FARGO — Sanford Health is now set up to perform coronavirus testing, and all of its clinics and hospitals will be able to send specimens with results available in 24 to 48 hours.
The announcement, on Monday, March 23, comes as health providers and public health officials are widely hampered by the unavailability of testing supplies and delays in obtaining results.
But efforts to ramp up testing capacity and eliminate backlogs are progressing, health providers said.
North Dakota Gov. Doug Burgum announced that 30 of 300 delayed test results sent to a private lab in California have come back, with one positive case, but no details including the location of the infected person.
That brings to 33 the number of people who have tested positive in North Dakota among 1,400 tests, the governor said.
Public health experts have said testing is critical in identifying those who are infected with the coronavirus so they can be isolated and their contacts traced to curb the spread of the contagious virus.
Sanford's ability to perform its own laboratory tests in Sioux Falls, S.D. — with a capacity of almost 400 tests per day — will help to provide quicker results, that will benefit not only patients but public health officials tracking the virus’ spread, Sanford said.
“This was a tremendous effort on the part of our team to rapidly validate and launch our own internal testing,” said Dr. Allison Suttle, chief medical officer for Sanford Health. “Our testing will deliver faster results, enabling us to provide responsive care and keep our patients and staff safe.”
Before gaining its own capability to test, Sanford’s tests were sent to the North Dakota Department of Health or commercial laboratories. Sanford will continue to use these outside labs as needed for any overflow testing.
To get a test, Sanford patients must meet criteria defined by the Centers for Disease Control and Prevention, including:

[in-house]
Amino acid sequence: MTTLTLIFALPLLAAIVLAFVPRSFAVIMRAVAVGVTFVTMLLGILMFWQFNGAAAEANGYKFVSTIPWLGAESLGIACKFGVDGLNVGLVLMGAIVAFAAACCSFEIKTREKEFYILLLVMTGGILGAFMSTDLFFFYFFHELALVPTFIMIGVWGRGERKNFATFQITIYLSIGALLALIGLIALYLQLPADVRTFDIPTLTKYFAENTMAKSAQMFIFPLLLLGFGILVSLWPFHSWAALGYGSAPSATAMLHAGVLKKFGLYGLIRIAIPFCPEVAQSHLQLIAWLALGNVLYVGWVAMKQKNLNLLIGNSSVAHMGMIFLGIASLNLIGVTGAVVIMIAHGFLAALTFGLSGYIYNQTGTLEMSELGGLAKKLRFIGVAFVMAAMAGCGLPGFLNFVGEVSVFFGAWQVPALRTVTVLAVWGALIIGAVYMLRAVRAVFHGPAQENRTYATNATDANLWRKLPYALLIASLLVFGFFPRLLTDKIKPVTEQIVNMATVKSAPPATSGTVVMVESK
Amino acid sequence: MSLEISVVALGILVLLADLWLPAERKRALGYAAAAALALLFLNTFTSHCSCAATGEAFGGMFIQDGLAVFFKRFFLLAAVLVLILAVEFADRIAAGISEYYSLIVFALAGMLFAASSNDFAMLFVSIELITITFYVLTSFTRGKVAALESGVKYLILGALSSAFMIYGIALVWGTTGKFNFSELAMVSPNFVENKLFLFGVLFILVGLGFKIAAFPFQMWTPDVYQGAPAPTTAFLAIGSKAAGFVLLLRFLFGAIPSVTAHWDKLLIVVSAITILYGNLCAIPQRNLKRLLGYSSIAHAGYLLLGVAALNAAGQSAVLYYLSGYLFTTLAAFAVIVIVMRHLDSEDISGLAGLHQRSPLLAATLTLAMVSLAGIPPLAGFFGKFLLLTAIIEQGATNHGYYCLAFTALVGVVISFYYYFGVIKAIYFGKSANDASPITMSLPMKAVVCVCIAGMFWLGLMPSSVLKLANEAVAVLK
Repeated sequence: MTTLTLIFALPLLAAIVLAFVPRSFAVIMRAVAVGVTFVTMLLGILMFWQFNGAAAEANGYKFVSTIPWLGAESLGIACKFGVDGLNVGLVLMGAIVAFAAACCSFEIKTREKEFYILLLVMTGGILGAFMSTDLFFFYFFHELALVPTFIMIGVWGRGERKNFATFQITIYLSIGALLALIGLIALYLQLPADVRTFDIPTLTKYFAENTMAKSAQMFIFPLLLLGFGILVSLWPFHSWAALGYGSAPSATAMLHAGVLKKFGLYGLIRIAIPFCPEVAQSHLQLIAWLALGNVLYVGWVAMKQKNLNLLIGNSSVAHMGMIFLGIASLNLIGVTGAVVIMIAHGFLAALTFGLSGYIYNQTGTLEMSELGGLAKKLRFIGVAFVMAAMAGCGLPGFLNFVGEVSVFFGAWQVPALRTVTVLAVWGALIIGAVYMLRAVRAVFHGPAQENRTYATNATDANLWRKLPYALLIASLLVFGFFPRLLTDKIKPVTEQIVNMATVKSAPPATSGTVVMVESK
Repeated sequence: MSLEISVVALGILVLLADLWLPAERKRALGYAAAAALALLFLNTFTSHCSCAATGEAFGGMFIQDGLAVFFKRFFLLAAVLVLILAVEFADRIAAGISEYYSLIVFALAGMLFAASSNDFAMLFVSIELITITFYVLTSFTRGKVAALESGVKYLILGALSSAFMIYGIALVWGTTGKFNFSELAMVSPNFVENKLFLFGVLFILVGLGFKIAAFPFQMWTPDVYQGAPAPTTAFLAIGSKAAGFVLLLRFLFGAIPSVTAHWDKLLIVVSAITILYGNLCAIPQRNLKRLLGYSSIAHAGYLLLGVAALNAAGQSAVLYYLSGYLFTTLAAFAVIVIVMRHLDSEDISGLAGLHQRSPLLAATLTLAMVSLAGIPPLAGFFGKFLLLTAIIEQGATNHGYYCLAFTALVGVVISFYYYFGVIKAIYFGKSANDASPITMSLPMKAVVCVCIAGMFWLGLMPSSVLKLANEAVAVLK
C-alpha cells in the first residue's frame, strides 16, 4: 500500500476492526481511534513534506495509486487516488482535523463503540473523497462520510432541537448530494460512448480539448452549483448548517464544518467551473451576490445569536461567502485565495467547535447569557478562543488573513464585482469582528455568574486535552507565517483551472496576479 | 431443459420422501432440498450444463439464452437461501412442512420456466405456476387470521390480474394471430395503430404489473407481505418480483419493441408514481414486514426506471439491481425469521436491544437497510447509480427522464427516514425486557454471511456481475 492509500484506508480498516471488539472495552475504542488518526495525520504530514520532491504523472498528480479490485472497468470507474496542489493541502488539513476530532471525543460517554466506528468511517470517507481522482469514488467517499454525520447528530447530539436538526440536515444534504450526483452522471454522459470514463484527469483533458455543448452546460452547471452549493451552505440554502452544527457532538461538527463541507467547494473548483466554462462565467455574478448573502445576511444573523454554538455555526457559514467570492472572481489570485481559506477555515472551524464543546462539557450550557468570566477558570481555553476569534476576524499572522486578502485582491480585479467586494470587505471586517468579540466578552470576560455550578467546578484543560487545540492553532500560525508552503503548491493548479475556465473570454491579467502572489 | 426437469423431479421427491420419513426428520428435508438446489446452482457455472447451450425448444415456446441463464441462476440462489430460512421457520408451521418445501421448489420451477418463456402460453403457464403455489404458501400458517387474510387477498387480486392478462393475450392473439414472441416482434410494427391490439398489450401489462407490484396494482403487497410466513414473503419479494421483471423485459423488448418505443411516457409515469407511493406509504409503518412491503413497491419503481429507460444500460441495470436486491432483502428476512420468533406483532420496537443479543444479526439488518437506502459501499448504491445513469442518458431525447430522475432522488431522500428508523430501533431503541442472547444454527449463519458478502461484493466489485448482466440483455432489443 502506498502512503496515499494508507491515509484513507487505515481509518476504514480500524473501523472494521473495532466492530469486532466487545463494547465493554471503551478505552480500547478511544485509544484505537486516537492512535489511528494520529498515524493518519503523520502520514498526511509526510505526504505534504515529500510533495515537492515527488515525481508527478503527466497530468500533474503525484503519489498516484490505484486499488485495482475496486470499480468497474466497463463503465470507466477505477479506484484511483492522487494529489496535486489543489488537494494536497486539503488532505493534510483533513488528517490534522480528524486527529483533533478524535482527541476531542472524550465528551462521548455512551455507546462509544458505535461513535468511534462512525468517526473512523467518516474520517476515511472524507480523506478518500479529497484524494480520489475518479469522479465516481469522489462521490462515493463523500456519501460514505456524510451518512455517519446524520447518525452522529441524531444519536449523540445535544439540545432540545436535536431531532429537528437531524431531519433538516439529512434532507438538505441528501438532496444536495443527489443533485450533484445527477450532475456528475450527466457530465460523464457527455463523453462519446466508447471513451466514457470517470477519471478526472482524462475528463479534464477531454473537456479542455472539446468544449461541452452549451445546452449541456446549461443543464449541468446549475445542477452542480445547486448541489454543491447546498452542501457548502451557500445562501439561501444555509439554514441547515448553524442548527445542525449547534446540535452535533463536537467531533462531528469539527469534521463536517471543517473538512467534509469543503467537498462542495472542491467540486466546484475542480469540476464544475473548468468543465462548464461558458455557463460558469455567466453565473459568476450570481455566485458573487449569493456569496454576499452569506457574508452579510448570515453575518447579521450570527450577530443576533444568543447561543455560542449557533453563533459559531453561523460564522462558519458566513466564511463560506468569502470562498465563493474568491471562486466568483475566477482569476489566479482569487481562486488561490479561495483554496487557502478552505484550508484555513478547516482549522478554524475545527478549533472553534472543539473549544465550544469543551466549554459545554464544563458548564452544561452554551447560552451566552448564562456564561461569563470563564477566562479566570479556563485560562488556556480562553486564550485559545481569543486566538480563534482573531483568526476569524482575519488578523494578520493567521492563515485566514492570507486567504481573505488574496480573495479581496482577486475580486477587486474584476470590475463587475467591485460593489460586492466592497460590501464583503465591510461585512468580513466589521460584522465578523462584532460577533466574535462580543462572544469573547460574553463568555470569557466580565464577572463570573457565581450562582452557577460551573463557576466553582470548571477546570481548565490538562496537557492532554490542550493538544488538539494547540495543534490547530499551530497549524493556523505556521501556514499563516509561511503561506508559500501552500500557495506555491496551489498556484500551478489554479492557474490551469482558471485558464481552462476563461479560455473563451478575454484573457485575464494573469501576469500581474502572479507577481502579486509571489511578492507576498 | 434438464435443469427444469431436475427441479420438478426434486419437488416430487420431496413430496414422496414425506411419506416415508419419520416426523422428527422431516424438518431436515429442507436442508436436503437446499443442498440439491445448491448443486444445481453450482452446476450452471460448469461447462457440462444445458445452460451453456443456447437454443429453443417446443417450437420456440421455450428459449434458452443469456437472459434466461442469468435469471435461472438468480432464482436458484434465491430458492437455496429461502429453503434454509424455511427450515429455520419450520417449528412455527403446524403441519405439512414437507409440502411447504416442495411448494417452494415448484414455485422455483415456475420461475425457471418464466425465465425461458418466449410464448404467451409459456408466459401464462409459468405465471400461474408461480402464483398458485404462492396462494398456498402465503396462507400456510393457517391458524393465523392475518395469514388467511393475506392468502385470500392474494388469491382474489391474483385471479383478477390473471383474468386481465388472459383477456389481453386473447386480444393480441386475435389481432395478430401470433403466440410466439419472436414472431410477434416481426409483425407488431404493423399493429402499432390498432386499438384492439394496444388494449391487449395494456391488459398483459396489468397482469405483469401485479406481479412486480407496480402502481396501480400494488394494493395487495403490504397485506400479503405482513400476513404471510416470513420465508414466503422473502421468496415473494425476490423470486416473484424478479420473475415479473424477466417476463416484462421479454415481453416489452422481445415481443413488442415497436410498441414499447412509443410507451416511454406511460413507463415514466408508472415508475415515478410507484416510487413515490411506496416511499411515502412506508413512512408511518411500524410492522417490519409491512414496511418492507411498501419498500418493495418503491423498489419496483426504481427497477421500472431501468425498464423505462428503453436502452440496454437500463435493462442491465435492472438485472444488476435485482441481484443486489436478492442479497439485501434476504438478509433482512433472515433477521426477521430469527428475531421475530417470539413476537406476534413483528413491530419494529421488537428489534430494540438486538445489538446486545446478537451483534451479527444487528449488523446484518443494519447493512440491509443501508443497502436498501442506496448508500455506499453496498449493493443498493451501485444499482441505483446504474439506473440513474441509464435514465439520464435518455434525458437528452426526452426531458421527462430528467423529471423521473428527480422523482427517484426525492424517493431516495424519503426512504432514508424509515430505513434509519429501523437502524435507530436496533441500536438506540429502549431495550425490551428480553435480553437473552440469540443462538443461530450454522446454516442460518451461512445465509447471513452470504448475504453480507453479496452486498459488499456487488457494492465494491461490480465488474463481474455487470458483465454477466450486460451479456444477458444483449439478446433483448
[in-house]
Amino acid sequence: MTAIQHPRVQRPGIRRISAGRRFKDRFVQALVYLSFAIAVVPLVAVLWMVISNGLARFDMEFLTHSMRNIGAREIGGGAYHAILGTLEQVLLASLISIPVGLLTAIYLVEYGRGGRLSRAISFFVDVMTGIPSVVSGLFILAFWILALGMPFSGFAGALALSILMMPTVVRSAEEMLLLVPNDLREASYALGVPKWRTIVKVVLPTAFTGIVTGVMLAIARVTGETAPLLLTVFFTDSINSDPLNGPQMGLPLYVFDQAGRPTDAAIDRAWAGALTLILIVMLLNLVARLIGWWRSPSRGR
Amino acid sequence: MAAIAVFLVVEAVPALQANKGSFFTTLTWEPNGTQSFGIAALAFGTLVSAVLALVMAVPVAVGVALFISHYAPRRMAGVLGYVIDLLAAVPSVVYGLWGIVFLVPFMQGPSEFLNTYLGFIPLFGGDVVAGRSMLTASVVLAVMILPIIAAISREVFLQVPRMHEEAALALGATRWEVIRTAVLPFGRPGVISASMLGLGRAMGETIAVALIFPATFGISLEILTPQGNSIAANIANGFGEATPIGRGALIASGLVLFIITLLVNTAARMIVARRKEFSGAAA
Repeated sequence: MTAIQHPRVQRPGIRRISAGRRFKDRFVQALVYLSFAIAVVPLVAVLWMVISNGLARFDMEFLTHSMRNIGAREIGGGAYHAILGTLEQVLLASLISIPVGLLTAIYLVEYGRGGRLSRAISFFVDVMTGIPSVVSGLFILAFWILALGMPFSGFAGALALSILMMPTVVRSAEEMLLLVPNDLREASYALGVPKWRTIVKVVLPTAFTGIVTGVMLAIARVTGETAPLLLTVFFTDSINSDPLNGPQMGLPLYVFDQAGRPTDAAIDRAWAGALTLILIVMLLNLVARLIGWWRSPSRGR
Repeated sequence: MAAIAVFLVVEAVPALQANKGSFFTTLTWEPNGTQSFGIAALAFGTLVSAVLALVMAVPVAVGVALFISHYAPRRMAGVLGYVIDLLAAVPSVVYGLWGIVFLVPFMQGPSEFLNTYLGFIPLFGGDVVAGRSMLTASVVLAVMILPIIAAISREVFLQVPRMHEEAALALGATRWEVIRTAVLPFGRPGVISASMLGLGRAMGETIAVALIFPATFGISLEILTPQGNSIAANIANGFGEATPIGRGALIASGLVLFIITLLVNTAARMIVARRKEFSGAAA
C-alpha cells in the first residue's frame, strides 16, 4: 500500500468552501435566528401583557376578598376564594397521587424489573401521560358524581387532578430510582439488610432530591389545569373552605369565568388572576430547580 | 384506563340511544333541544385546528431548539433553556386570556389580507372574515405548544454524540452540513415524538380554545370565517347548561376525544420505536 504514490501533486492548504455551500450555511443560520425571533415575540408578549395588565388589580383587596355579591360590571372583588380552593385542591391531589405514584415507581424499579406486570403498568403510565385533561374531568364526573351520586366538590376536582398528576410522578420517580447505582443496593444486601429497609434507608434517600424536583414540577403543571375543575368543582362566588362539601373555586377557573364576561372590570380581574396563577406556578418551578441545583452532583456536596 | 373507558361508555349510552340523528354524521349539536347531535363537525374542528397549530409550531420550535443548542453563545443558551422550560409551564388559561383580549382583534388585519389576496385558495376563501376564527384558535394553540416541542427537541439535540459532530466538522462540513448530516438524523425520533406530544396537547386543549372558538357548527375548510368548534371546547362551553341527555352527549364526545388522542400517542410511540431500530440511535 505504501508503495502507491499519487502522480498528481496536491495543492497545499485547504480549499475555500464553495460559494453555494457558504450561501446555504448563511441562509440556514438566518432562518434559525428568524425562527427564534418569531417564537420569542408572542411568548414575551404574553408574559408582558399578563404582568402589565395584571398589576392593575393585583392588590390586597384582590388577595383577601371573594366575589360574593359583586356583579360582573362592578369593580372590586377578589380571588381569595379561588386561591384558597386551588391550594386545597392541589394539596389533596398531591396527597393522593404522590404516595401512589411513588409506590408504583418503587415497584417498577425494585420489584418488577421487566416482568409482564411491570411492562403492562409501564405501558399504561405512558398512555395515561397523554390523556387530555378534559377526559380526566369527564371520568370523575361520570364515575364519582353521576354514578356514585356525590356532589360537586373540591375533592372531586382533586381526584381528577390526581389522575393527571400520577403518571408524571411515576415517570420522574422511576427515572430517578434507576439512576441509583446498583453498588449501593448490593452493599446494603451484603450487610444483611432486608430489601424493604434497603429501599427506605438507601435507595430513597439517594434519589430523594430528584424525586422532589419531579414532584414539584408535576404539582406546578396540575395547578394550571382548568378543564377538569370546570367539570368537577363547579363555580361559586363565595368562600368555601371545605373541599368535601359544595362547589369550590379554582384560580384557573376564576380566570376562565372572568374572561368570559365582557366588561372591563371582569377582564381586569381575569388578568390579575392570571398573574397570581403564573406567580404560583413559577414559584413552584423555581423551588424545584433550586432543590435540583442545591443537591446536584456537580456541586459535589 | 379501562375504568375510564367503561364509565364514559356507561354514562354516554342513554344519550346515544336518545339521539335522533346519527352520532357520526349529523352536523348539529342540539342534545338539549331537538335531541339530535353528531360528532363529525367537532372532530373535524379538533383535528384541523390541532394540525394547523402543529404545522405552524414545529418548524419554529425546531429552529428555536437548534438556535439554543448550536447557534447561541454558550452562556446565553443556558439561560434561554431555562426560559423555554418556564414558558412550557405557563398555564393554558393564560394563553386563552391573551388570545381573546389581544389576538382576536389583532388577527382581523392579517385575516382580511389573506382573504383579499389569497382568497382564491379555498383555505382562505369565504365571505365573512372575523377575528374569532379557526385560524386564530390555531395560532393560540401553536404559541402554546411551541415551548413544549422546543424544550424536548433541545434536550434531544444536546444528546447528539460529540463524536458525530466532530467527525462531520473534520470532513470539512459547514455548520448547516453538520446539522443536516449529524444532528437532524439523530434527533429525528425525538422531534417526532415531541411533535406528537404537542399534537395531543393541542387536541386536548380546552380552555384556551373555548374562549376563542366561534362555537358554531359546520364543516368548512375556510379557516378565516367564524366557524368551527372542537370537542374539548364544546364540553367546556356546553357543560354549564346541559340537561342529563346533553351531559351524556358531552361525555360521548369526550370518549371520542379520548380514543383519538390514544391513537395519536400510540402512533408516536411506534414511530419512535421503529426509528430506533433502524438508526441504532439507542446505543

active lower respiratory symptoms — fever, cough, shortness of breath, sore throat and headache
contact with someone who has a confirmed COVID-19 diagnosis, or
recent travel to a high-risk, Level 3 country as determined by the CDC.
If patients are experiencing symptoms, they should call their primary care provider instead of going directly to a clinic.
Sanford is also offering e-visits for COVID-19 care in Minnesota and the Dakotas. An e-visit involves an online questionnaire about symptoms that patients complete from home. A Sanford provider will review and respond within four hours with a treatment plan or prescription, or instruction to be seen in-person for further evaluation or testing.
Essentia Health, following guidance issued by the Minnesota Department of Health to be more focused in testing, is limiting testing to the most susceptible to infection, such as patients in the hospital, those in congregate living arrangements such as long-term care, health-care workers and first responders.
“We recommend patients schedule an e-visit or call our toll-free number if they are concerned about COVID-19 symptoms,” says Essentia Health infectious disease physician Rajesh Prabhu. This allows schedulers to screen for key symptoms.
Essentia’s COVID-19 hotline is 1-833-494-0836. E-visits can be scheduled by visiting EssentiaHealth.org.
Meanwhile, Burgum has warned that there are likely more coronavirus cases in Cass County than the one case that was previously confirmed.
Sanford sent the 300 tests to Quest Diagnostics, an independent lab in California that has been overwhelmed by the volume of incoming samples. The test results were originally supposed to be returned in three days, but that has grown to seven or eight days.
Once the complete results of the remaining 270 tests come back, likely in daily batches of 30 or 40, Burgum said the number of known cases in Cass County will very likely increase.
The people still waiting for the test results from California have been isolating at home and recovering, the governor said.
Sanford is expecting to receive the rest of the test results from California very soon. The results from private labs are reported to state health officials once available.
The North Dakota Department of Health's lab can analyze almost 600 tests per day, with results in 24 hours, and testing supplies are adequate, said Nicole Peske, a department spokeswoman.
"We're getting shipments on a regular basis," she said. "There are plans in place to increase testing capacity."
North Dakota's testing priority is similar to Minnesota's, focusing on those hospitalized with a respiratory illness, those living or working in congregate settings, health care workers and testing for public health and contact tracing.
Minnesota has eliminated its coronavirus testing backlog, in part with help from Mayo Clinic.
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